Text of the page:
Game Day -- 11/15/00

I was looking forward to my first basketball game of the season. I had missed the first game and was looking forward to banging bodies again.

Some alt.surfers were in town, but I could not free up any work time to have a surf with them. Figured I could hook up on Friday, when my sked opened up a little.

There was a fleeting moment where the thought crossed my mind of getting injured and not being able to surf on Friday, but that vision was quickly dispelled out of my mind.

Game started at 6 PM, so I got there early, did a light stretch and shot around a little, missing most of my shots (as usual). 

They started me, but I was pretty ineffective, doing nothing more than getting a blocking foul trying the draw a charge. Took a short breather before getting sent out again.

As the game progressed, I got more aggressive, pushing my body around. Our shipyard opponent weren't very graceful--in fact, they played downright dirty. Still, I relished the physical nature of the sport. Must be some masochistic male syndrome because it's painful, yet curiously invigorating.

Suddenly I found myself snagging an offensive rebound under the basket. Did a quick180 and jumped up, trying to kiss the ball off the rim. True to their style, the other team hacked me making me miss the shot (as if I would've made it anyway). So I was up on the free throw line, with the opportunity of scoring a couple of points for my girls (I always promise to try and make some for them before every game).

First shot was an airball that swished the bottom of the net uselessly. Not enough rice. I could feel the sneers from the opposing bench as they chuckled at my lousy effort.

So, I was determined to at least get that stupid ball closer to the rim on my second attempt. I carefully went through my pre-shot routine, bouncing the ball several times, spinning it in my hand while simultaneously compressing my knees. I put it up, stepping backwards as I prepared to go back on the defensive. But the ball had other plans. It hit the back of the rim and bounced straight back at me.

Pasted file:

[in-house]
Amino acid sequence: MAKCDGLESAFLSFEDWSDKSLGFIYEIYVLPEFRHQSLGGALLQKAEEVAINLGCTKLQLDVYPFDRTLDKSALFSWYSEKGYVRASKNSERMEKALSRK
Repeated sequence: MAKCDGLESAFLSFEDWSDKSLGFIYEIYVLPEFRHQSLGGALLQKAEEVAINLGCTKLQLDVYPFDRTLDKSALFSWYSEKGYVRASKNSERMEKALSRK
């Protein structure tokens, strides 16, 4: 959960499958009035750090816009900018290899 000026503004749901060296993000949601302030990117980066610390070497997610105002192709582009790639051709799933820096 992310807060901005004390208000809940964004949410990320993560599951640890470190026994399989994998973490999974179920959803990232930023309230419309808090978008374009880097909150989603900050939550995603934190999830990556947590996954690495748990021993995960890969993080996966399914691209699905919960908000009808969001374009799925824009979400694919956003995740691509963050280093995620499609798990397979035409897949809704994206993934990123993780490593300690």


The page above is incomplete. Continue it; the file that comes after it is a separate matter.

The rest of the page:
Instinctively, I lunged forward to try and snag another rebound. Unfortunately, my left foot was extended all the way behind of me, and as I pushed forward, I overextended.


"Who stepped on my shoe!?!" was my first thought. My left ankle suddenly had a buzzing numbness and felt as if my shoe was halfway off. What the... ?  I turned around, but no one was behind me.

After a few moments of dumbfounded stupor, my brain finally realized that I had hurt myself, although the extent of my injury was yet to be realized. I limped off the court, grabbed my keys, and rushed to my car. My teammates expressed their concern, but I waved them off, telling them to just finish the game.

As I hobbled out of the gym, I noticed that I could push my full weight down, but it felt really wobbly, with no lateral strength. I wondered if this was how a blown knee (ACL) would feel like.

It felt like my leg was about an inch too long, and the base of my leg felt thin. I hoped that I had just dislocated my ankle. Of course, it didn't dawn on me at the time that you can't really do that. Funny thing was it wasn't sore at all; it just felt numb, with a heavy buzz going through my calf.

I was hell bent on getting to the hospital by myself. The challenge was that I had a stick, and my clutch foot wasn't doing so hot. Still, I figured out a way to push my weight in such a way that there was little pain shifting gears. Just my luck that there was a mean traffic jam on the highway, but such is life.

I finally got to the hospital and hobbled in. Registration was fairly fast, but still took longer than I wanted. That's when I took off my shoe, played doctor, and realized that I didn't have an achilles heel. My attitude changed from one of wishful optimism to depression from the graveness of the situation. Hopes of a quick recovery just went down the drain.

The ER doctor was pretty cool. He confirmed my unprofessional diagnosis by doing a simple calf-squeeze test that the foot should automatically respond to, unless of course the tendon is severed.  My foot was as still as still can be.

"Complete Achilles rupture of left foot" was the official diagnosis. The good doctor used this neat wrap and created a long, temporary half cast from my thigh down to my foot to keep it immobilized until I could see an orthopedic specialist.

My loving wife picked me up and shuttled me home where my pampering began. I had a makeshift recliner set up right in front of the TV, complete with remote in one hand, computer in the other, and water and painkillers right next. I was styling!

The injury was uncomfortable, but far from painful. I had heard that this kind of injury was usually very painful, but I was fortunate that it didn't seem to be in my case. Not yet, anyway.